A discussion paper published today sets out proposals for annual, concurrent stress tests of the UK banking system. Its aim is to elicit feedback from interested parties to help inform FPC and PRA Board decisions over the ultimate design of the stress tests.
The Financial Policy Committee recommended in March 2013 that, ‘looking to 2014 and beyond, the Bank and Prudential Regulation Authority (PRA) should develop proposals for regular stress testing of the UK banking system. The purpose of those tests would be to assess the system’s capital adequacy’.
This discussion paper – produced by staff at the Bank of England under the guidance of the FPC and the PRA Board – sets out the main features of the proposed stress-testing framework in the medium-term. These include the expected coverage of institutions, considerations around scenario design and the approach to modelling the impact of scenarios on bank profitability and capital ratios. It discusses how the outputs of stress tests could be used to inform policy decisions by the FPC and PRA Board, and options around disclosure of stress test results.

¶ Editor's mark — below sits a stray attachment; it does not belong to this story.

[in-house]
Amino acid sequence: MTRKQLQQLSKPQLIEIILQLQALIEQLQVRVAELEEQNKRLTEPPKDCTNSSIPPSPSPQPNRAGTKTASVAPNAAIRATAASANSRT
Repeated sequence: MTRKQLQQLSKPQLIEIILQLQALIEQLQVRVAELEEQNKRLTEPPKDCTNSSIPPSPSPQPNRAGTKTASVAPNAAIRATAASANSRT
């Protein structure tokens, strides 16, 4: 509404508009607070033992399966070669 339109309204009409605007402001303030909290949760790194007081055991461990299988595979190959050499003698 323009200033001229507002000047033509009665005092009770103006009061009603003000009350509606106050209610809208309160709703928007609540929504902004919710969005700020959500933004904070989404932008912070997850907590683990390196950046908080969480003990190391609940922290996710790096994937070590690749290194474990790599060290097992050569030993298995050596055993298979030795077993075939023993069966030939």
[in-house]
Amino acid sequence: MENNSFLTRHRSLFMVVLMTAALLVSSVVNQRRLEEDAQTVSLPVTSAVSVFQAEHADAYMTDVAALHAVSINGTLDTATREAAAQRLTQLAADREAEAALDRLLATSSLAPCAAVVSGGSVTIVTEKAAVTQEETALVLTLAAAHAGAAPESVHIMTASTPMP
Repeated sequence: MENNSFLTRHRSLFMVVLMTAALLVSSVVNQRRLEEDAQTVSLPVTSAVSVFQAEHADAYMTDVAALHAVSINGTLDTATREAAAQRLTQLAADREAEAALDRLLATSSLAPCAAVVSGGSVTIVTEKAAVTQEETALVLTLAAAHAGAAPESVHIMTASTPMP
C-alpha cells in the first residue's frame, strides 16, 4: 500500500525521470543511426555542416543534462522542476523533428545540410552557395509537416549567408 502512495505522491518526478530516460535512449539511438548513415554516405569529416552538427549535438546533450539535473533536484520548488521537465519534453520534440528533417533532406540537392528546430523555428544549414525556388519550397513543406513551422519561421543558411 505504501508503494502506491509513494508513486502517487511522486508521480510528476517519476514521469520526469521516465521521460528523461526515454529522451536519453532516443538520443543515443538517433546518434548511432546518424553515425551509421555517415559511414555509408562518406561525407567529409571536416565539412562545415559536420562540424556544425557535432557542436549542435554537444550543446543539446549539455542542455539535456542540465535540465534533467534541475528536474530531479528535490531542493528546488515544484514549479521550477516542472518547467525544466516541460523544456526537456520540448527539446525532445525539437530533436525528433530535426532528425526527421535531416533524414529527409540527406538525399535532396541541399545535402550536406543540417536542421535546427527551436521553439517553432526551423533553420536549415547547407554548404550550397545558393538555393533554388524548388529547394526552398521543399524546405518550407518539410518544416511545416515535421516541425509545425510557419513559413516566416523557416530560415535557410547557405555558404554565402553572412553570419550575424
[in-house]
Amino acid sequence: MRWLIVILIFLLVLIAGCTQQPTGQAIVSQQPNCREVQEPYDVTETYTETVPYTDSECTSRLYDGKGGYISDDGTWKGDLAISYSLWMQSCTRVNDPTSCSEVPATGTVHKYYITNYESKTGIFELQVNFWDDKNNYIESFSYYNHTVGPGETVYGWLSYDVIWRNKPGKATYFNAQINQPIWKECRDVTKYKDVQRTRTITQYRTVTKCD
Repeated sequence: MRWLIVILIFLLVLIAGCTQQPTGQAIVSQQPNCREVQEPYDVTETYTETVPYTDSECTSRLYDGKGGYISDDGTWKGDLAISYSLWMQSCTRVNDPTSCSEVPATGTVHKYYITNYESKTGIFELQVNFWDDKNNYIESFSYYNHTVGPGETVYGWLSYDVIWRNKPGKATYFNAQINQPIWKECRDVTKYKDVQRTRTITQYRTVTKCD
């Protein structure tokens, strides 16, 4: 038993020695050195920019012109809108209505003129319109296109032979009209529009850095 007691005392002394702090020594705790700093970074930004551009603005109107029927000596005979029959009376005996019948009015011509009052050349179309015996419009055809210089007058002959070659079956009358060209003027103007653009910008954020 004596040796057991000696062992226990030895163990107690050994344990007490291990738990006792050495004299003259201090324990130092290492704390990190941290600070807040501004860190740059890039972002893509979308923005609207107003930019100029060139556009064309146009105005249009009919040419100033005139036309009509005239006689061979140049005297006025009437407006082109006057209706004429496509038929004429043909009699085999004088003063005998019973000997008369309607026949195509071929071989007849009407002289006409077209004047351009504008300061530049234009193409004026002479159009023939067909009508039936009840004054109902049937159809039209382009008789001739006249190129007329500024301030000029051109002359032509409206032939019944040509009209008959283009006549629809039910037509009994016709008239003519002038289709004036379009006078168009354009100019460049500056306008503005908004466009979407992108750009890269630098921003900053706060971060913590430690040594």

The Bank would welcome comments from interested parties on all aspects of this paper. A more specific list of questions on which the Bank would particularly welcome feedback is set out at the end of this discussion paper. The paper will close for comments on 10 January 2014.
Commenting on the paper, the Governor of the Bank of England, Mark Carney, said that “the new stress tests will bring together expertise from across the Bank, including macroeconomists, financial stability experts and supervisors. This will materially strengthen the Bank’s analytical capability to assess risks to resilience. Our intention is that stress testing evolves into an essential component of our prudential framework, complementing our capital and liquidity standards.”
Note to Editors
Comments should be sent to email@example.com by 10 January 2014.